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From Kerala to Queanbeyan: a migrant experience

My new home

“I love to call myself a person of Queanbeyan”, said Sethuparvathy ‘Sethu’ Kiran with a beaming smile that instantly breaks the ice, and keeps on warming the conversation. “I’m so proud to call Queanbeyan my second home.” Her enthusiasm is infectious. But it was a typical hard start for this new settler, one of some 900 migrants and refugees who have moved to Queanbeyan in the past three years.

They come mainly from the Indian sub-continent, the Middle East and Asian countries, looking for a better life or fleeing conflict, joining Queanbeyan’s traditional large ethnic mix of post-war European migrants.

Now the settlement support officer for the Queanbeyan Multicultural Centre, Sethu came to Australia to be with her Indian husband, Kiran, after an arranged marriage.   This middle-class young woman from Kerala state in India, with a master’s credential in English Literature, couldn’t be happier with her domestic arrangements and tells me a bit about modern arranged marriages.

In customary style, Kiran’s parents called her parents after perusing a matrimonial website. They were looking for “an educated girl”. The two young people found each other agreeable and the rest became history.

Getting a job

Kiran who came to study and then applied to stay, found work on a ‘regional’ visa as a motor mechanic.  Now a citizen, he works for Lennox Motors in Queanbeyan. Sethu is now a permanent resident. After arriving in Australia in June 2013, followed by a brief return to India and months of anxiety about visas, she calls the resident status the proudest moment of her life.

The work visa that has brought many of the migrants to Queanbeyan, involves at least one year of work in a regional area, (cutting out Fyshwick for example). The flaw is that there is not much work in many regional centres, including Queanbeyan, and many of the migrants and refugees are well educated.

So, you find trained engineers collecting trolleys or stocking shelves at the local supermarkets, and others doing housekeeping work. This has led to disappointment. But it cuts both ways. For many and particularly the dependent family members that Sethu works with (“It’s easy for me, I’ve been there”), the English language is a major initial barrier.  The multicultural centre is there to help overcome that hurdle with classes and activities.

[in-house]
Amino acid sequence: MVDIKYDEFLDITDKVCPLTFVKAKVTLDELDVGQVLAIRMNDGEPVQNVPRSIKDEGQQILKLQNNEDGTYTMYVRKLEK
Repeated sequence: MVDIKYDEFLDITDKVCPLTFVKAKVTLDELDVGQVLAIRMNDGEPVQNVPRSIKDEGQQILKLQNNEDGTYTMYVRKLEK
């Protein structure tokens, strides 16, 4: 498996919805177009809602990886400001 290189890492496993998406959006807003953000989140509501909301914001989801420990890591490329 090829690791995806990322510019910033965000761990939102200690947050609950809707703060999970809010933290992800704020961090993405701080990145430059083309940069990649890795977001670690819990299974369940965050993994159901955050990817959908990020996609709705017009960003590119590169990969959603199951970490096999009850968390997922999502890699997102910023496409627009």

Sethu’s own path to this job of settling people into Australia, which saw her helping some 200 family members of workers in the past year, was not a straight shot – even for someone as charming and well-educated in English as she is. Melbourne, where they started, was hard “everyone was so busy, no-one said hi”, she said comparing it to India in that way.

Queanbeyan didn’t start out easy either. She spent months pounding the pavement dropping resumes with local businesses and organisations and no-one got back to her, causing the usual dip in confidence.

She barely left their flat otherwise, cooking and watching daytime TV.  Kiran urged her to get out and about, so she started to go to the park on the theory that it’s a place you might meet a dog, and she loves dogs. It was a good strategy we agreed, as she showed me a photo of her first dog friend Fred.

The park also yielded “people in red jackets” which turned into a friendship with the heart health walking group. They invited her to join the walks and then dispensed good advice about the multicultural centre.  Walking with the group, she marvels that she even met then Mayor Tim Overall, unheard of in India.

Sethu started at the Multicultural Centre as a volunteer with conversations groups and events. Soon she got the chance to fill-in running the office for a month and started working with clients. After that she was offered the settlement support officer job.  She notes that volunteering can get a person around that barrier of being asked for experience.

Feeling both grateful and relieved, Sethu notes her obligation to continue helping her mother now, in return for the sacrifices the parents made for her education.

With a Bachelor’s degree in education and a Master’s in English Literature, which she taught at tertiary level in India, Sethu thinks she might be able to teach here once formalities are dealt with. Not one to sit still, she’s improved her swimming skills and will teach swimming she says.

The next dream for this immigrant couple?  Another big smile as she tells me: buying a house and staying in her second home Queanbeyan.

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